I know I haven’t been posting at all regularly, but I still can’t seem to get my pain levels consistently under control. I’ll have a few good-ish days and then, wham! The pain levels go up again. I can function and do what I need to do, which is what keeps me from going into the ER. I reserve that trip for times I truly can’t function. But the pain leaves me with little energy or interest in doing anything extra. I usually love to write, but there seems to be a lot going on that requires planning and decisions, added to tons of medical appointments. We’ve been back from the wonderful visit with one of our daughters, son-in-law, small grandson and very new granddaughter for 11 days, and for the first 8 days I commuted back and forth to Kaiser for five of those days. I say commuted because I have to allow at least an hour of commute time each way.  Sometimes the one way trip takes 30 minutes. Sometimes it takes 2 hours. What can I say? It’s LA. The trip all depends on the time of day, whether there’s been an accident, or there’s road work going on with a lane closed, or sometimes, I don’t know……….. the traffic simply seems to bunch up and then mysteriously clear. The physicists have a name for this phenomenon. I just call it unpleasantness. Luckily, for most of my appointments I need a driver, so I at least have a friend to talk to along the way.

The picture of the tree above looks a lot like part of me feels: caught in a seemingly endless snarl of traffic that is likely to be pretty similar today, tomorrow and the next day as I trace my way back and forth and back and forth to doctor’s appointments and hospital procedures. It also looks like the snarl of pain in my head that makes it difficult to see the green grass and pretty berries among the twisted tree roots. The roots are, after all, just trying to get a hold of a patch of earth that will support and nourish the tree as it tries to grow and even flourish, caught as it is between a sidewalk and a road, without enough real room to spread out. Add to that the fact that it’s watered only on the surface by timed sprinklers, rather than fed long, nourishing drinks of water that would encourage the roots to grow down, rather than sideways. It is doing the best it can, the tree. As are we all.

Infusion After Effects

©Zebra's Child
                                                                                    ©Zebra’s Child

This is a picture of my head at the moment. Flourishing, unfortunately.

Ah, the blessing and curse of gamma globulin infusions. I haven’t been posting as often because I’ve had high pain levels for the last two weeks. Please bear in mind that my body is in pain every hour of every day, and it’s just something I live with. Sort of like living with the tasks of changing diapers or cleaning bathrooms, only worse. It’s been that way for about 30 years. But curling up in a ball and not doing anything on a daily basis is just not an option for me, so I do my best to just get on with the business of living as best I can.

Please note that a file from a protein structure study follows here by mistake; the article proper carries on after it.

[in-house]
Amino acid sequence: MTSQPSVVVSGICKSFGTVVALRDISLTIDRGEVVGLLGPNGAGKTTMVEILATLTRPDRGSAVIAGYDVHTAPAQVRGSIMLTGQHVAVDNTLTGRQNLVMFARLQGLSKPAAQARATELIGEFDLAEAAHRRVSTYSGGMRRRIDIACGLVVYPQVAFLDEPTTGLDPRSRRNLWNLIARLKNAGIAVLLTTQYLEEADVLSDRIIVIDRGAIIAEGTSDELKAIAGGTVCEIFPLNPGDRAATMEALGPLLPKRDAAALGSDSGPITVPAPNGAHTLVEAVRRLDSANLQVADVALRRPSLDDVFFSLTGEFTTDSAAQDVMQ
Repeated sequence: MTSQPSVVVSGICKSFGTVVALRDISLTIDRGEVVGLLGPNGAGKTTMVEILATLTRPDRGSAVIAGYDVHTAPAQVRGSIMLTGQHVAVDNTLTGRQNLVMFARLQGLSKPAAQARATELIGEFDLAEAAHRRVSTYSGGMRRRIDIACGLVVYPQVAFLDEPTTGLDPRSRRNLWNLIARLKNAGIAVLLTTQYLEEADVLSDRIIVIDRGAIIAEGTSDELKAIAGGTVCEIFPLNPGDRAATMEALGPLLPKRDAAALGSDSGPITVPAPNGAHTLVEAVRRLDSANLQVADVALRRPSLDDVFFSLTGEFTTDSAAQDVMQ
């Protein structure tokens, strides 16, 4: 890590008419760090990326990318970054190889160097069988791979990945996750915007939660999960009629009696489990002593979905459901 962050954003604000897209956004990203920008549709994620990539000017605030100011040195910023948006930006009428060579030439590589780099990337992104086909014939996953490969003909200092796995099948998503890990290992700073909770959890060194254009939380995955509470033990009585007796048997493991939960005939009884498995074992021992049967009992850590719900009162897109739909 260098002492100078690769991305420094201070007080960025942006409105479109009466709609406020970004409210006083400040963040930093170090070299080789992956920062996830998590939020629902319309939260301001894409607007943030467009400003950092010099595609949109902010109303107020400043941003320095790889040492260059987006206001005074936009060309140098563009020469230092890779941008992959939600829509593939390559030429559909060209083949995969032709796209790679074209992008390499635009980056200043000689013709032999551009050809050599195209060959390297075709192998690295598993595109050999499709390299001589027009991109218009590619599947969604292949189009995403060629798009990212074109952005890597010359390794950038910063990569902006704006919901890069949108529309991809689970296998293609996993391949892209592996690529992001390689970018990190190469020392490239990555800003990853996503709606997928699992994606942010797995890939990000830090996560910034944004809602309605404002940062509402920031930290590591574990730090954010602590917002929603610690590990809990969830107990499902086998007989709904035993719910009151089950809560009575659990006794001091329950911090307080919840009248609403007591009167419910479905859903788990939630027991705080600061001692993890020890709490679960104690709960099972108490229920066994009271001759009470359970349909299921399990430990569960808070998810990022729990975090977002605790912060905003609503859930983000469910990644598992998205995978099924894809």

Until I can’t. Which happens sometimes. Sometimes it’s because I’m ill or exhausted or my body isn’t working correctly.  But sometimes it’s because the pain has gotten to the point where I can’t concentrate enough to read or hold a coherent conversation, or even follow the clues in a TV crime drama. Now that’s really sad! Clues laid out so I can figure out who did it, and my brain doesn’t work? Ouch. I love figuring out who did it. (Yes, I am a fan of murder mysteries.)

That was the level of pain after my last infusion. For those of you who have a PID, I know you are familiar with the problem. Gamma Globulin literally keeps us alive, just as much as dialysis keeps a kidney patient alive. But the treatment for many of us comes with some pretty severe side effects. I am given some hard hitting pre-meds before and during my full day IVIG, and I also have a half day infusion the day before specifically to help with the out-of-control headache that the IVIG causes. But sometimes all those pre-meds don’t measure up to the hard hitting torture vice that can take over my head afterwards. My infusion two weeks ago was one of those times.

So. I am better, but but still seem to have been left alone in the dungeon with the inquisitor. He just seems to have dialed the strength down one notch. Or maybe not. At any rate, maybe tomorrow will be better. I hope so.

Turtle Speed

Flowers by the Roadside
Flowers by the Roadside                  ©Zebra’s Child

My body’s progress toward healing and infusion recovery is slow but steady. It’s complicated by the fact that I’m still not sleeping well at night. Don’t know whether it’s the heat or just that I’m unsettled. At any rate, one of my solutions when I don’t feel well is to look for beauty. We had to go out for groceries this afternoon, and I saw these flowers along the way. Capturing them on film definitely lifted my spirits.

Ordinary Beauty

Flowers and Light
                                Flowers and Light          ©Zebra’s Child

I’m still doing not much other than sleeping, which is exactly what my body needs. I can’t always sleep when I most need to because my sleep cycle is one more part of my body that doesn’t always function quite the way it should. So I am extremely grateful that Wednesday/Thursday’s infusions have balanced that out a little and has enabled me to get some much needed rest. Such is the miracle of adequate gamma globulin levels that the bottom of my left foot is already completely healed, and my right foot is doing it’s best to heal as well. This right foot is a little trickier because every time I walk on it the split opens up again, so it’s going to take a little longer. But with the infusion of gamma globulin, I know it will indeed heal with time.

The weather is a little cooler today, which is a welcome relief. The sinking sun this time of day is shining through leaves and flowers, transforming their ordinary beauty into incandescent light. All will be well.

Post Infusions

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A huge thank you to all of you who supported me yesterday during my infusion with your wonderful thoughts and energy and prayers. I am exhausted and have slept a lot today, but my body has begun its healing process.

Much love to you all,
❤ Hannah
🐪🐪🐪🐪

PS: I did ask my nurses for “4 camels to go” as part of the medication order. They told me they were all out of camels at the moment. They were sorry, but they didn’t know when they would be getting a new supply.  In the meantime, they could offer me some juice. Seriously, they did. I told you they had a sense of humor. But judging by the look of this cranky guy, maybe I’m just as happy the camels were out of stock.  :0)